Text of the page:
Evolution of novel phenotypes through regulatory small RNAs (COEN_J18DTP)
- Research Area Agriculture and Food Security
- Partner The John Innes Centre (JIC)
Professor Enrico Coen -
- Application Deadline 27/11/2017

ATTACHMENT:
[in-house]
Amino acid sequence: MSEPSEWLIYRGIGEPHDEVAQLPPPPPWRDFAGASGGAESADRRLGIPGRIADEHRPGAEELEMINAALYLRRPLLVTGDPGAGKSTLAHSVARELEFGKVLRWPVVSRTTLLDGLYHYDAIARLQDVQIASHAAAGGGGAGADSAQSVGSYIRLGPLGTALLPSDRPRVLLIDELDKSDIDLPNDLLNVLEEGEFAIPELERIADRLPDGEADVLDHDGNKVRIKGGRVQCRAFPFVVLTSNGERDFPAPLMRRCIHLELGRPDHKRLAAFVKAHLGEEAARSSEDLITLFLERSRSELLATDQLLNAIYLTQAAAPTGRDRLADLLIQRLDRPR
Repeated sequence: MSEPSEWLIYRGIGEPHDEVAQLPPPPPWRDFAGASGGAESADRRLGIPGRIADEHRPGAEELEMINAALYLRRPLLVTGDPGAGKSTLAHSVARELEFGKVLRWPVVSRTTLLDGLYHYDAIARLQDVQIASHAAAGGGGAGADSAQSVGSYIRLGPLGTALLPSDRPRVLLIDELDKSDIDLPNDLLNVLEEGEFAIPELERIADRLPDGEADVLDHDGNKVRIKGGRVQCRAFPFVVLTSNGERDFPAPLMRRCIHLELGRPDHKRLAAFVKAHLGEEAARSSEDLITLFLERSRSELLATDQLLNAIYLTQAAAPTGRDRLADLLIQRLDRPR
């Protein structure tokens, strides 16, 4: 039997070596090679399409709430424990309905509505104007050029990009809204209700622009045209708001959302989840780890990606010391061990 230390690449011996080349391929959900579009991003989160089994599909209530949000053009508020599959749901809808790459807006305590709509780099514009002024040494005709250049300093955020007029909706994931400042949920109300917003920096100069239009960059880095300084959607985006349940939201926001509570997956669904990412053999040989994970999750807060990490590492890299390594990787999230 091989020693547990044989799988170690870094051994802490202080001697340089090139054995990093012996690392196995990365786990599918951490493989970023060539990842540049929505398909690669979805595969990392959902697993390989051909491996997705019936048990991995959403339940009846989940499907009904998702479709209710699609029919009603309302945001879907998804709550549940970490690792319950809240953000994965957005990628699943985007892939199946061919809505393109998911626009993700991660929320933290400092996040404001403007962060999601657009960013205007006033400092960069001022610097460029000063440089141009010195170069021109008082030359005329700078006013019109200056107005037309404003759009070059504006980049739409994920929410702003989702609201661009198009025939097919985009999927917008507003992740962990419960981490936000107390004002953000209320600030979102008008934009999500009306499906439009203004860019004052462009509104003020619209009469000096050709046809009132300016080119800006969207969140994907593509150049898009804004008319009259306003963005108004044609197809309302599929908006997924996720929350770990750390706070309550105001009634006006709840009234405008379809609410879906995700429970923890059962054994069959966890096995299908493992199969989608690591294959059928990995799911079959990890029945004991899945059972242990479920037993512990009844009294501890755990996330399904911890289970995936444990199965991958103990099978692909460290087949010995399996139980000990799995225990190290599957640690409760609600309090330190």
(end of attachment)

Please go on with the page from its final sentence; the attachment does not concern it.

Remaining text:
Plants and animals display remarkable diversity in the range of colour patterns, from the spots and stripes on butterfly wings to striking pollinator guides on a flower. How does such diversity arise? In a recent breakthrough, we have found that the generation of regulatory small RNAs from inverted duplications plays a key role in the evolution of novel flower colour patterns. These findings, obtained through analysis of wild relatives of the garden snapdragon, Antirrhinum majus, raise several questions: How do inverted duplications generating regulatory small RNAs originate? How do they coevolve with their targets? How general this mechanism is for other colour patterns and traits? The aim of this project is to address these questions through a combination of genetic, molecular, genomic and bioinformatic approaches. The student will obtain genome sequences from a range of wild plant species (related to snapdragons) with diverse colour patterns and analyse the genes controlling flower colour to determine the likely contribution of regulatory small RNAs to phenotypic diversity. These findings will be followed up by inter-crossing closely related species and analysing F2s to determine how the colour genes segregate and influence the expression of small RNAs and their targets. Taken together, the project should provide fresh insights into the origin and role of inverted duplications and regulatory small RNAs in the evolution of phenotypic diversity.